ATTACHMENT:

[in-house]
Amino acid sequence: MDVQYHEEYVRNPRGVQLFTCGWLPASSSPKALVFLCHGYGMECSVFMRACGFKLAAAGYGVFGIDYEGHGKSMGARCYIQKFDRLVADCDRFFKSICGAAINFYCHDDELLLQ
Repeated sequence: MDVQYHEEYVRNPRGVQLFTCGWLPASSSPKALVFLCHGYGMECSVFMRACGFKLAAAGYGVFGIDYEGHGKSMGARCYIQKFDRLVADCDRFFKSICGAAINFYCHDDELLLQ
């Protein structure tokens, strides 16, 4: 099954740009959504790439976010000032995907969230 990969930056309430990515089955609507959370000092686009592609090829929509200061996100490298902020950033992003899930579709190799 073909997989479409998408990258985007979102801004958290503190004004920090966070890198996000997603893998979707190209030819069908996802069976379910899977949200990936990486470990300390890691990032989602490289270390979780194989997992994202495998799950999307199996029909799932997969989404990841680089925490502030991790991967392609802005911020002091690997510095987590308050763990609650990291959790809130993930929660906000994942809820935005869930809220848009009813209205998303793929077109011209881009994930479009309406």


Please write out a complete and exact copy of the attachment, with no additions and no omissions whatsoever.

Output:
[in-house]
Amino acid sequence: MDVQYHEEYVRNPRGVQLFTCGWLPASSSPKALVFLCHGYGMECSVFMRACGFKLAAAGYGVFGIDYEGHGKSMGARCYIQKFDRLVADCDRFFKSICGAAINFYCHDDELLLQ
Repeated sequence: MDVQYHEEYVRNPRGVQLFTCGWLPASSSPKALVFLCHGYGMECSVFMRACGFKLAAAGYGVFGIDYEGHGKSMGARCYIQKFDRLVADCDRFFKSICGAAINFYCHDDELLLQ
């Protein structure tokens, strides 16, 4: 099954740009959504790439976010000032995907969230 990969930056309430990515089955609507959370000092686009592609090829929509200061996100490298902020950033992003899930579709190799 073909997989479409998408990258985007979102801004958290503190004004920090966070890198996000997603893998979707190209030819069908996802069976379910899977949200990936990486470990300390890691990032989602490289270390979780194989997992994202495998799950999307199996029909799932997969989404990841680089925490502030991790991967392609802005911020002091690997510095987590308050763990609650990291959790809130993930929660906000994942809820935005869930809220848009009813209205998303793929077109011209881009994930479009309406």